arista records, r.i.p.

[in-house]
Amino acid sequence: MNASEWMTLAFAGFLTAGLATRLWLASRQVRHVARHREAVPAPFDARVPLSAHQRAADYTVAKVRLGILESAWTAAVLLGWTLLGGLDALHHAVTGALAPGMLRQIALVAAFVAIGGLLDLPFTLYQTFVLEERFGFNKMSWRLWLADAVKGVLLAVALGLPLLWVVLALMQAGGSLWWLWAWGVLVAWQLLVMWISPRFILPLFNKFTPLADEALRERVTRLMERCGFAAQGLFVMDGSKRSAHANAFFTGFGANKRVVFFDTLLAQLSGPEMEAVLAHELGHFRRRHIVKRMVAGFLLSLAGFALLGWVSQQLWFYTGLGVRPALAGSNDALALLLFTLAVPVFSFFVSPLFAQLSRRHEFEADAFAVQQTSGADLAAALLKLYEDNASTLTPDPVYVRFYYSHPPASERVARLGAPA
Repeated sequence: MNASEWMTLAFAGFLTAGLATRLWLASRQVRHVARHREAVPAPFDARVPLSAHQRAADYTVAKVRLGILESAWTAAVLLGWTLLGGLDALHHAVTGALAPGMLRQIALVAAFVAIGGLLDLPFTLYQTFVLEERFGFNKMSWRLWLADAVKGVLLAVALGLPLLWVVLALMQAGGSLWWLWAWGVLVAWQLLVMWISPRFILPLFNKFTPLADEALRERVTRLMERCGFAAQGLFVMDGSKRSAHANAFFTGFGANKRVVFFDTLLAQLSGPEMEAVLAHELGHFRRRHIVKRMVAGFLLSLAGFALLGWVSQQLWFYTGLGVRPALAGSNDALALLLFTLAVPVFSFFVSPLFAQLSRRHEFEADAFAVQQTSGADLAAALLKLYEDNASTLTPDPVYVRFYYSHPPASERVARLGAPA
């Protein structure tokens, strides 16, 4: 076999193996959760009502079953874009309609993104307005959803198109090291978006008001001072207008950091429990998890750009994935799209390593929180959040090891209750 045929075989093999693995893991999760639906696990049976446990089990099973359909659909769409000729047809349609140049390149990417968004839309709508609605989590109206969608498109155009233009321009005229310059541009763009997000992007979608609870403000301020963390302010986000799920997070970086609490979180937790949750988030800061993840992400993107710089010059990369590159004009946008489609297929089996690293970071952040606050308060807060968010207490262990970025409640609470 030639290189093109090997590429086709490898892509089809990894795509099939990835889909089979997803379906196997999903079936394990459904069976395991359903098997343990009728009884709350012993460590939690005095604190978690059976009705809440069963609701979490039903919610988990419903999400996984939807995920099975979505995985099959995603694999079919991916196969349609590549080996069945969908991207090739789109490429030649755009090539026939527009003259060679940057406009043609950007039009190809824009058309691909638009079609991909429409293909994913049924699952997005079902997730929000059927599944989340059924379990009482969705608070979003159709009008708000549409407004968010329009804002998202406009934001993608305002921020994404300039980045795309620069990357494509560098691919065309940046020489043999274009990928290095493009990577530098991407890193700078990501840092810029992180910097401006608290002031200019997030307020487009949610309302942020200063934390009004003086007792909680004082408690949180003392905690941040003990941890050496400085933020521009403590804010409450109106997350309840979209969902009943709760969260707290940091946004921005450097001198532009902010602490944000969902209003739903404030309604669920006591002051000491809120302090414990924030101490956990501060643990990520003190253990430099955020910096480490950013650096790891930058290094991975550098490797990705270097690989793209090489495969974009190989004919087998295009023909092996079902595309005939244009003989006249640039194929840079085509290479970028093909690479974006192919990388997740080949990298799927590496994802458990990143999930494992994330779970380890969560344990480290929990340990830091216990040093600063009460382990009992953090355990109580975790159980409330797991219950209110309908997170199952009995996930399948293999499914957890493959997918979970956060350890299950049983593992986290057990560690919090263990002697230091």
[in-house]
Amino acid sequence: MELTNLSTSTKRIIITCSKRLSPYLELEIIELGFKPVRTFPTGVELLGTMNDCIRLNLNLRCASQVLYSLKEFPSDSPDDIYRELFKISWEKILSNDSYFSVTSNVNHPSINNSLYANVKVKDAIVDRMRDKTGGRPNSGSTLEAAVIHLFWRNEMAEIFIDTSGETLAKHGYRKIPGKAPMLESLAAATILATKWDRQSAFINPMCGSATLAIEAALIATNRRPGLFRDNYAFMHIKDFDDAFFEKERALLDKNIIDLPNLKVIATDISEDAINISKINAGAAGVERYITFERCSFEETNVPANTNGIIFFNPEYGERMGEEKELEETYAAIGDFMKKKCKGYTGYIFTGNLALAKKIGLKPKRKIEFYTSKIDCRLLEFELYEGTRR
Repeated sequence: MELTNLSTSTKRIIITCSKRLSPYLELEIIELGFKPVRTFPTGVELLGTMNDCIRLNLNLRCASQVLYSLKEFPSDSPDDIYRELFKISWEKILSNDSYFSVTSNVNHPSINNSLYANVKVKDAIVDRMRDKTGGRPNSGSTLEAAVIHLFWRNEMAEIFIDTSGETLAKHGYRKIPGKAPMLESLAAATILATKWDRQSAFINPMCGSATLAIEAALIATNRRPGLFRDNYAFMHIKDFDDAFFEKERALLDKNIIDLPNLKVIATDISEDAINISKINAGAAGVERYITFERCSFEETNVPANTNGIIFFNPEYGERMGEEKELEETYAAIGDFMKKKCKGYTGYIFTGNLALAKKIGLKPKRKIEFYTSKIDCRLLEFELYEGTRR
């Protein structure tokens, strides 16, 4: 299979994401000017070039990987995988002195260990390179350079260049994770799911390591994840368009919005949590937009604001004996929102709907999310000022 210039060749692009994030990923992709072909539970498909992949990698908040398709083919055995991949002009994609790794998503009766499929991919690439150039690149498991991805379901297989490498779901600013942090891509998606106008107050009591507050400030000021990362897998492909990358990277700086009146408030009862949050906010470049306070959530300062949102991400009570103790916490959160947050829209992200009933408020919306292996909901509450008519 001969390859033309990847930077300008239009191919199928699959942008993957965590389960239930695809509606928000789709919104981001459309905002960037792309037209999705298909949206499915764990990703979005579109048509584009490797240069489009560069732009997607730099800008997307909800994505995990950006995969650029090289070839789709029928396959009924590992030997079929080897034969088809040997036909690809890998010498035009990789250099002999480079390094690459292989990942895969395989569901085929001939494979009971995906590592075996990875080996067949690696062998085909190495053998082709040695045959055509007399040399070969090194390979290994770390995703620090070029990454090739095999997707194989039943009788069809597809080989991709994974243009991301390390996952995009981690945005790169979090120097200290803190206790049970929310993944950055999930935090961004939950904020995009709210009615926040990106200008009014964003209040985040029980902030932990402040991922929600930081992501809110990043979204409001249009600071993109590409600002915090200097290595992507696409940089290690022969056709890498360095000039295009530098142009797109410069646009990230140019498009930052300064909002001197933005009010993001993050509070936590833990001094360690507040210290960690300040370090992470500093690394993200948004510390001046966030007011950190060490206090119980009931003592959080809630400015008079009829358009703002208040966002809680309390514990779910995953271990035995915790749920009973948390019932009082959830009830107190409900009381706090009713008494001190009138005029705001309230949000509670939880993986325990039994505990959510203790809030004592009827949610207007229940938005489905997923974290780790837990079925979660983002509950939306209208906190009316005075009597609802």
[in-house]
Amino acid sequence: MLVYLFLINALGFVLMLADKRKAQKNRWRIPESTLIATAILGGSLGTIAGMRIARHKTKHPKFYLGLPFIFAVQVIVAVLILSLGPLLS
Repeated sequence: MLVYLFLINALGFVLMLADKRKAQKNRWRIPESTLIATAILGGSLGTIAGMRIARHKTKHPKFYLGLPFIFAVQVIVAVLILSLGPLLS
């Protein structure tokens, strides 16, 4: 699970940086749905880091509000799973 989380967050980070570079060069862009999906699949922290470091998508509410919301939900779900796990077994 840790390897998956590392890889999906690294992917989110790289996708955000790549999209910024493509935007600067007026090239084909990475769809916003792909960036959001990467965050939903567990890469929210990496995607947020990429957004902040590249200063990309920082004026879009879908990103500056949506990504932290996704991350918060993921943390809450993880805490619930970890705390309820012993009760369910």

A while back, RCA Records decided to “retire” the Arista and Jive labels. As Tom Corson of RCA said in a 2011 Hollywood Reporter interview, “There may be a reason down the line to bring them back, but it’s a clean slate here. The concept is that there is value in branding RCA and not having it confused or diluted by other labels.” I wish Corson and his colleague Peter Edge well, and it’s foolish to be attached to a name standing on its own with no singular identity or structure behind it — do we mourn that there are no longer, oh, Liberty or RSO Records? — but it was a little like someone telling me that New York City was retiring “The Bronx” and “Queens” as “brands,” and it’s all going to be called “NYC” from now on. Like The Bronx, Arista is a place where I grew up, and I know it hasn’t really existed in a long time, and I left there more than two decades ago, but it’s strange to think that it simply isn’t there anymore. I walked into the doors of Arista in the summer of 1977, a freelance writer on music and movies, not long out of graduate school, and I know I’ve said this a lot, but I really did think I was going to work in one of the coolest joints in town, the label that released Patti Smith’s Horses, was bringing back The Kinks and The Grateful Dead, signing artists like Gil Scott-Heron, Dwight Twilley and General Johnson. Lou Reed was on Arista, and Rick Danko from The Band, and Eric Carmen from Raspberries (I still had faith that “All By Myself” was an aberration). Arista owned the catalog of Savoy Records, and released Taxi Driver, Monty Python and Saturday Night Live albums. Where else would I want to be?